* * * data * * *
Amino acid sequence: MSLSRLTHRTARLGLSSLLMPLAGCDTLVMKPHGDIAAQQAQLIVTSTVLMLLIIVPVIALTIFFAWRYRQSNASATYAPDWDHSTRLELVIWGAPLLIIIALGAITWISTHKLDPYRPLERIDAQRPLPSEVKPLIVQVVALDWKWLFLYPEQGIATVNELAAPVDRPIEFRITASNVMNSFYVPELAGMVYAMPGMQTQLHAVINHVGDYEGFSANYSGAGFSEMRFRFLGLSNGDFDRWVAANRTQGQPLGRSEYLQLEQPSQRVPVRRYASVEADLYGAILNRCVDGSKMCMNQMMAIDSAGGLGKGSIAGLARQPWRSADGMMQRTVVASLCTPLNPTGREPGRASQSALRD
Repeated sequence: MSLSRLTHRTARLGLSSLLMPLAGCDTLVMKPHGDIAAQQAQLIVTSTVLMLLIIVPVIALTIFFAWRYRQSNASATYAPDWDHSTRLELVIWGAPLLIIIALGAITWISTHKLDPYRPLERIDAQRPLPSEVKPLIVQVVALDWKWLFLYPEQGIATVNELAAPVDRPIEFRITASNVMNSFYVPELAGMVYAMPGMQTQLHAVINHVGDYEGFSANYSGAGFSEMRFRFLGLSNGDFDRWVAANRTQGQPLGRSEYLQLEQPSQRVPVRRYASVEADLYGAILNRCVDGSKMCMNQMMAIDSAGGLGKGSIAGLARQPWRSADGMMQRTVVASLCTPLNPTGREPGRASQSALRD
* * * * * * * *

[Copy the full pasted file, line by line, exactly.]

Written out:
Amino acid sequence: MSLSRLTHRTARLGLSSLLMPLAGCDTLVMKPHGDIAAQQAQLIVTSTVLMLLIIVPVIALTIFFAWRYRQSNASATYAPDWDHSTRLELVIWGAPLLIIIALGAITWISTHKLDPYRPLERIDAQRPLPSEVKPLIVQVVALDWKWLFLYPEQGIATVNELAAPVDRPIEFRITASNVMNSFYVPELAGMVYAMPGMQTQLHAVINHVGDYEGFSANYSGAGFSEMRFRFLGLSNGDFDRWVAANRTQGQPLGRSEYLQLEQPSQRVPVRRYASVEADLYGAILNRCVDGSKMCMNQMMAIDSAGGLGKGSIAGLARQPWRSADGMMQRTVVASLCTPLNPTGREPGRASQSALRD
Repeated sequence: MSLSRLTHRTARLGLSSLLMPLAGCDTLVMKPHGDIAAQQAQLIVTSTVLMLLIIVPVIALTIFFAWRYRQSNASATYAPDWDHSTRLELVIWGAPLLIIIALGAITWISTHKLDPYRPLERIDAQRPLPSEVKPLIVQVVALDWKWLFLYPEQGIATVNELAAPVDRPIEFRITASNVMNSFYVPELAGMVYAMPGMQTQLHAVINHVGDYEGFSANYSGAGFSEMRFRFLGLSNGDFDRWVAANRTQGQPLGRSEYLQLEQPSQRVPVRRYASVEADLYGAILNRCVDGSKMCMNQMMAIDSAGGLGKGSIAGLARQPWRSADGMMQRTVVASLCTPLNPTGREPGRASQSALRD